Mets’ nine game road trip is off to a good start after they salvaged the rubber game of a three game series beating Atlanta 6-4. The bullpen was superb tallying nine scoreless innings versus the Braves, a stark difference from the opening series against the Nationals. While the bullpen’s season-long success is still very much unknown and hard to predict, the starting staff’s productivity appears to be reliable. Through nine games, the starters have pitched into the sixth all but once, and given the team the opportunity to win every game. The results haven’t been dominating by any means, but consistent nonetheless. Bartolo Colon’s seven inning gem Tuesday night was an encouraging jolt for the Mets pitching staff after some “heavy lifting” for the bullpen in the previous series. The rotation will need their other veterans, Dillon Gee and Jon Niese, to show some of that durable production Colon has foreshadowed if the team will have any sustained success early in the season.
Gee emerged last year as a reliable pitcher, a notion that would seem farfetched if you watched him the first quarter of the season. After accumulating career highs in IP, SO, and ERA last season, Gee was tabbed with the opening day start and unspoken task of becoming a leader of the pitching staff going forward. In his first two starts, Gee’s final inning, or final pitch for that matter, has been his downfall. On Opening Day, Gee pitched terrific through six before laboring in the seventh thus relinquishing the lead. Last Saturday against the Reds, Gee was just as good, dominating at times through seven innings before rendering a go-ahead homerun in the eighth inning. Through two games he has yielded 7 ER in 14 IP; however four of those ERs occurred on or as a resultof his last pitch. Nitpicking, ok maybe, but what separates the good from the great starters are the ones that finish strong and deep into games with the lead. Gee has done it in the past, especially last year, but this year he’s fallen short. With all the young pitchers these days on pitch counts, Gee will be relied on to log big innings, especially when you consider Niese’s injury history.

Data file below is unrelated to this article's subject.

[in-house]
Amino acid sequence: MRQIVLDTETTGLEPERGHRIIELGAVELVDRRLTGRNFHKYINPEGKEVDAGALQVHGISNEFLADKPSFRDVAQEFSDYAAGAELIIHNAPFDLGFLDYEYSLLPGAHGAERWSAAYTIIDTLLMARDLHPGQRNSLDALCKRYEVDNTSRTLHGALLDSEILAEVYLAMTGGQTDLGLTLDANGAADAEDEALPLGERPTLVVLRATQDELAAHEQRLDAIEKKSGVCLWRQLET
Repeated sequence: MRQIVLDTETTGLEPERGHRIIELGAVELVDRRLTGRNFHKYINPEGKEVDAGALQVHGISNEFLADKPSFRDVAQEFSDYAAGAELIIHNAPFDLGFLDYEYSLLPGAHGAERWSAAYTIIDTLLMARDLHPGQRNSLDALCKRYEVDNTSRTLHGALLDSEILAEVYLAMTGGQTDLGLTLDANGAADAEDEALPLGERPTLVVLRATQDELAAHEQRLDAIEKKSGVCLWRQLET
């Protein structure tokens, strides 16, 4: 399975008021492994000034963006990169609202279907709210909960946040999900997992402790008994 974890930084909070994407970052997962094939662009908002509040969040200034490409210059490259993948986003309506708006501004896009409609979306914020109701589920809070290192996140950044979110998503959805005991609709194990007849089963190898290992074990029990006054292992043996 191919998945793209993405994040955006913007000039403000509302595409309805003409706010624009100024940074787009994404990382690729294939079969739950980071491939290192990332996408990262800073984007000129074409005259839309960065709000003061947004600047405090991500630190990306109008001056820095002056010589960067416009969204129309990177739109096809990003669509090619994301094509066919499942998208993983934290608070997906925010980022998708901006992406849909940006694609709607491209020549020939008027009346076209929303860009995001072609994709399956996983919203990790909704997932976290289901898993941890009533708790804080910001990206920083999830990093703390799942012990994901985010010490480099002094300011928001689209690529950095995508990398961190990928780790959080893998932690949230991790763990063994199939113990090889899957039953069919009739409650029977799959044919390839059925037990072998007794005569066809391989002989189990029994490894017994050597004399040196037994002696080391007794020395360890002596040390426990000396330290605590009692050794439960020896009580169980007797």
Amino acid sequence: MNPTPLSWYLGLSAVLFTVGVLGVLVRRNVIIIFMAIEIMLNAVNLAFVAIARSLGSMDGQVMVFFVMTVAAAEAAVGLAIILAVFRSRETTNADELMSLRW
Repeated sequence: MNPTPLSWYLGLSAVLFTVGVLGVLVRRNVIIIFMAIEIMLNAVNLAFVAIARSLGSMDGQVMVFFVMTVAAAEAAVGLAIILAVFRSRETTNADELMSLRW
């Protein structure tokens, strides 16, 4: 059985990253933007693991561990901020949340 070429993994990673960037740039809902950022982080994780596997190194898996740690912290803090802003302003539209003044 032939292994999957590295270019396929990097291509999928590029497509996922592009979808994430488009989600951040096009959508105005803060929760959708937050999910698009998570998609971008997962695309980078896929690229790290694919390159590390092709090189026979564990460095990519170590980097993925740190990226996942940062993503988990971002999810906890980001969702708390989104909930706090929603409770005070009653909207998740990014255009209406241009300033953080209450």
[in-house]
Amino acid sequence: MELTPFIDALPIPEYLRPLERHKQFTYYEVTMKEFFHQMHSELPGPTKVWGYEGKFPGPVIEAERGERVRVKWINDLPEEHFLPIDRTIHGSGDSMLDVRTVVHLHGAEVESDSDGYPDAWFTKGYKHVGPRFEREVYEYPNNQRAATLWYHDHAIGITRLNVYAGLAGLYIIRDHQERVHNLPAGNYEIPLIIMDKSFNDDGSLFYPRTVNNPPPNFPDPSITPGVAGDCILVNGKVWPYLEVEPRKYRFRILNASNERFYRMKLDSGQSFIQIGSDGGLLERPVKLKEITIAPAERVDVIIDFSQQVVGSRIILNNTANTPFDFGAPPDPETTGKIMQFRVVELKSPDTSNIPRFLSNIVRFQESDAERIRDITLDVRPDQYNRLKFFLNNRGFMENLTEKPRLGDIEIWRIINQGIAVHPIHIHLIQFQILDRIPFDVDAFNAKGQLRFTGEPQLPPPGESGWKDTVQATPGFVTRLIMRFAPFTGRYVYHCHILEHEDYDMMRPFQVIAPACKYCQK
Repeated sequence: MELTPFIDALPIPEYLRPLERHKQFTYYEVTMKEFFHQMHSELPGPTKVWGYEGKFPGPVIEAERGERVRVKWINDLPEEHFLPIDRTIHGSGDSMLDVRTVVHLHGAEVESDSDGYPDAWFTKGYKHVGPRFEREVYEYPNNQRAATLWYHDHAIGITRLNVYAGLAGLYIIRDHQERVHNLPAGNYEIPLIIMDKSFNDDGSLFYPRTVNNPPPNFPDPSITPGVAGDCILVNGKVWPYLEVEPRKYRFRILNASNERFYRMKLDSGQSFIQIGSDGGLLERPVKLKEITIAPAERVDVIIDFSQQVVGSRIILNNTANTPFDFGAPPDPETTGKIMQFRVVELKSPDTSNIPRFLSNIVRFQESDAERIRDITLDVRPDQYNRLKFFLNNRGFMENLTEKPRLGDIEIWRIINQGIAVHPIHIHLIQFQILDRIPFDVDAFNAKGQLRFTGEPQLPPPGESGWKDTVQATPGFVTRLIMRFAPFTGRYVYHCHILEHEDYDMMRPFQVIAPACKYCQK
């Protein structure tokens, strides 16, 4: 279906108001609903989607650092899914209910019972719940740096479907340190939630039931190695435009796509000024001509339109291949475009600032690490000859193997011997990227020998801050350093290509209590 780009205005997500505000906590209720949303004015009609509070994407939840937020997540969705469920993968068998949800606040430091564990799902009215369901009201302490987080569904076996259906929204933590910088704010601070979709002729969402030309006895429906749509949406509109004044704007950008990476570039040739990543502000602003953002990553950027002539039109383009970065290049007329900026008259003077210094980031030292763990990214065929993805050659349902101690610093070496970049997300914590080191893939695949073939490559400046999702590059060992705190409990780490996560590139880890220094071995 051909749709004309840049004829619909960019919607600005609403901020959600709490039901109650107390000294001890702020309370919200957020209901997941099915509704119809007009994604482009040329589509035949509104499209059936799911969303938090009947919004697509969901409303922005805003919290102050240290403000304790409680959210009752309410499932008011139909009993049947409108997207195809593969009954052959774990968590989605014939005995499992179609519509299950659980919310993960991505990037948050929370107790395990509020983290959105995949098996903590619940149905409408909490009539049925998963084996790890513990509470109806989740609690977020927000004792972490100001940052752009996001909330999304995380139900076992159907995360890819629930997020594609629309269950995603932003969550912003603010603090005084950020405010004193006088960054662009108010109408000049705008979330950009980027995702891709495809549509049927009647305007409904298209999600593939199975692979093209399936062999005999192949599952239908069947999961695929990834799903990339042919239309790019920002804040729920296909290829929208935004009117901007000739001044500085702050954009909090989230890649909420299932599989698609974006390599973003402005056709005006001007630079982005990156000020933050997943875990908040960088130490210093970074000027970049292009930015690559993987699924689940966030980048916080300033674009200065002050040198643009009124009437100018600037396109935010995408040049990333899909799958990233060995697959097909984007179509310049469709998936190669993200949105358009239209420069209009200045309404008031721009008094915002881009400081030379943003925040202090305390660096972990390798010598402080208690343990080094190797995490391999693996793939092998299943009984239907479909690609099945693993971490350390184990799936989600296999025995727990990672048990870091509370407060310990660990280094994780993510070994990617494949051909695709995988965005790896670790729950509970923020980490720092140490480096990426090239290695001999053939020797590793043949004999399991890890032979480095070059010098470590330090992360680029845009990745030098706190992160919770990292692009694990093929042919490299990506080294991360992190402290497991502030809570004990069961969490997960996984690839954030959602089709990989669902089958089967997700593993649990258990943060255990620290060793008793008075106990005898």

Gee has never been a big prospect within the organization, but has exceeded at each level, almost overachieving. Last season, in his last 22 starts, Gee tallied 149.1 IP, 2.71 ERA and 15 quality starts. He pitched like an ace, even when everyone thought he was destined for the bullpen months earlier. Fans and coaches’desire for Gee to build on that success is not unreasonable despite whatever lower expectations were deemed years earlier. Who’s to say he can’t keep getting better? Tonight’s start against the Angels will be a good test for Gee. The goal is to keep the Mets positive mojo going by pitching seven solid innings with the lead,culminating with that last pitch being an out.